PALO ALTO, Calif., Aug. 3 (UPI) -- Large majorities in three U.S. states say global warming is a threat and they support government efforts to control greenhouse gas emissions, a poll indicates.
More than three quarters of the residents of Florida, Maine and Massachusetts contacted in a Stanford University poll think that if the world has been warming, it has been due primarily or at least partly to "things people do," a university release said Tuesday.
And similar numbers agree the U.S. government should take action to limit the amount of greenhouse gases emitted by businesses, the poll found.
Respondents also said they would vote for candidates who publicly support efforts to combat climate change, indicating they were more likely to vote for a candidate who made public statements of support than one who had not.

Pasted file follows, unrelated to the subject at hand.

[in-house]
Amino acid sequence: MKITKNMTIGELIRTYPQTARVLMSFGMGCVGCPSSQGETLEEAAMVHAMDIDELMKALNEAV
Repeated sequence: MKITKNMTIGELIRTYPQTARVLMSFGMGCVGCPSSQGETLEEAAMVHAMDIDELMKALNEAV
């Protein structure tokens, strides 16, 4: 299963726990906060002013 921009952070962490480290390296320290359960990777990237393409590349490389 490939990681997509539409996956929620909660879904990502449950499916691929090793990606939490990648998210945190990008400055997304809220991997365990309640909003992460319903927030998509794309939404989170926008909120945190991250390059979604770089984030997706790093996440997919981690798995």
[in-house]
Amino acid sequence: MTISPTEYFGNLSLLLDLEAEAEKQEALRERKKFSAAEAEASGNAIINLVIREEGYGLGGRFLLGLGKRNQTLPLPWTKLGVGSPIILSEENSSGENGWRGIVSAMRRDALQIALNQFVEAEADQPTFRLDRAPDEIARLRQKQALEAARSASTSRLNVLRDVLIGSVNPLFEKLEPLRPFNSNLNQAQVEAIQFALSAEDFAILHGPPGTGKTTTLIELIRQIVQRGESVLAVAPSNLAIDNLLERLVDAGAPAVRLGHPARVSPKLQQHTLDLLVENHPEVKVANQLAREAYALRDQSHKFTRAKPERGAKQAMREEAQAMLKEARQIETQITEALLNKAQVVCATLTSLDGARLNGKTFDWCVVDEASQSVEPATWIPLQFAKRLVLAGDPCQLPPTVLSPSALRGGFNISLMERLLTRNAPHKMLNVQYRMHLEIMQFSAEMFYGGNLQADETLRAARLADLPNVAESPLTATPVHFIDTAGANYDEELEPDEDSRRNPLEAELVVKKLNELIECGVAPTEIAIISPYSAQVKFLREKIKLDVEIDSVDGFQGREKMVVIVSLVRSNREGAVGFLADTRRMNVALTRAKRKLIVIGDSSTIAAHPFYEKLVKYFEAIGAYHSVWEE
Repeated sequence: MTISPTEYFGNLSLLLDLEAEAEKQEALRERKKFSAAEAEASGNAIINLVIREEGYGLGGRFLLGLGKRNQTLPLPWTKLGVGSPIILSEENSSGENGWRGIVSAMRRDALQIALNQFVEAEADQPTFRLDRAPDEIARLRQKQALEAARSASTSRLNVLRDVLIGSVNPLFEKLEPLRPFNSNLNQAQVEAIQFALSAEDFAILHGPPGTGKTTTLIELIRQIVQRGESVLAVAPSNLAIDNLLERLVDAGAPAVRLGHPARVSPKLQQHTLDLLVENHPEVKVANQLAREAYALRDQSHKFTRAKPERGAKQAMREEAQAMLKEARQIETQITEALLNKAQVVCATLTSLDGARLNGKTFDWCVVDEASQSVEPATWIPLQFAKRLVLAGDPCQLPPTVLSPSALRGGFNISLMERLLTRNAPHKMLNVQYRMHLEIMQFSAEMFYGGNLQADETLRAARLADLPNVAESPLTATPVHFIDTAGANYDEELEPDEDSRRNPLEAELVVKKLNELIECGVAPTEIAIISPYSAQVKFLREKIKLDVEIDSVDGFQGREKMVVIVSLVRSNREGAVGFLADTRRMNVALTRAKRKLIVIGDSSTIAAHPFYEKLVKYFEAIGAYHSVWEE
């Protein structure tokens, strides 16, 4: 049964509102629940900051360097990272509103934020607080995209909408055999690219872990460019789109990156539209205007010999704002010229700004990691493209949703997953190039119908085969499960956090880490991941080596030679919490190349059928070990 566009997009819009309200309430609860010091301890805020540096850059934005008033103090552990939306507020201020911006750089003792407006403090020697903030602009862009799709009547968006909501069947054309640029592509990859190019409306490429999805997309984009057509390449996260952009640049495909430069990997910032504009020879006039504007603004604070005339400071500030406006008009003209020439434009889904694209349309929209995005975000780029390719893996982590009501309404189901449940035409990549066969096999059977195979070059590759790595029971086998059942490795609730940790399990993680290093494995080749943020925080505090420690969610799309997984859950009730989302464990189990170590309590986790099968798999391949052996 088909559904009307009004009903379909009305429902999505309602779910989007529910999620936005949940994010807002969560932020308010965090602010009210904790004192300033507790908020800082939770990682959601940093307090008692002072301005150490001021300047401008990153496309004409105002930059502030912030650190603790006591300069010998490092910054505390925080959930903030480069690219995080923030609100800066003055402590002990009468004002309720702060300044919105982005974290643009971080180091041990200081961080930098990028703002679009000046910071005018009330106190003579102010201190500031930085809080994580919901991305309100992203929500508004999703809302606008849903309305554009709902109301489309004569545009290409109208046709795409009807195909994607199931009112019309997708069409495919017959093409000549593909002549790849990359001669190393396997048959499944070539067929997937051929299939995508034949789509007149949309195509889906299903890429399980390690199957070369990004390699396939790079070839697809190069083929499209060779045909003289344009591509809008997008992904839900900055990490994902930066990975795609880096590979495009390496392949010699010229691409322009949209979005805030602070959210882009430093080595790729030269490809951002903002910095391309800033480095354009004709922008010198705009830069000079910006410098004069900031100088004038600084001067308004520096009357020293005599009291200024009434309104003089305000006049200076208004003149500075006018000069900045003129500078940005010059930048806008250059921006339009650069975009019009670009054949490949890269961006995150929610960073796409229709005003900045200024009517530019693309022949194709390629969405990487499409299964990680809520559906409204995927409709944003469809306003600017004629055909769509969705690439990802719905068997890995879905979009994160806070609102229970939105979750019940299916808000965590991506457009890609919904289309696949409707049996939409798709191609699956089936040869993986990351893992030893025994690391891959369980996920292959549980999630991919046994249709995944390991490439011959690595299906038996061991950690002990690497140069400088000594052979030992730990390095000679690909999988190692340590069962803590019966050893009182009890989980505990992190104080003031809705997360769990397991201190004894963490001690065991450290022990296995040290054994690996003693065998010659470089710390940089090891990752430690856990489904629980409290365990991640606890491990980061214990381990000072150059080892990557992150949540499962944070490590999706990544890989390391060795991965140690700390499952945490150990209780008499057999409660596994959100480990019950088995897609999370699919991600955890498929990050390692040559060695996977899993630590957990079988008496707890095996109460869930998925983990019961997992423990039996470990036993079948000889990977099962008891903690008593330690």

"These in-depth studies of three interesting states suggest that in these key regards, they closely resemble the nation overall and support the notion of climate protection legislation," said Professor Jon Krosnick, a senior fellow at the Woods Institute for the Environment at Stanford who conducted the poll.
Most respondents said they believed programs to combat global warming would not have a negative effect on their state's or the nation's economy.
"This result contradicts the claim that most residents of these states believe that climate change legislation will be a jobs-killer," Krosnick said.
The telephone poll was conducted between July 9 and July 18 with 600 randomly selected adults from each state.
No margin-of-error figure was reported.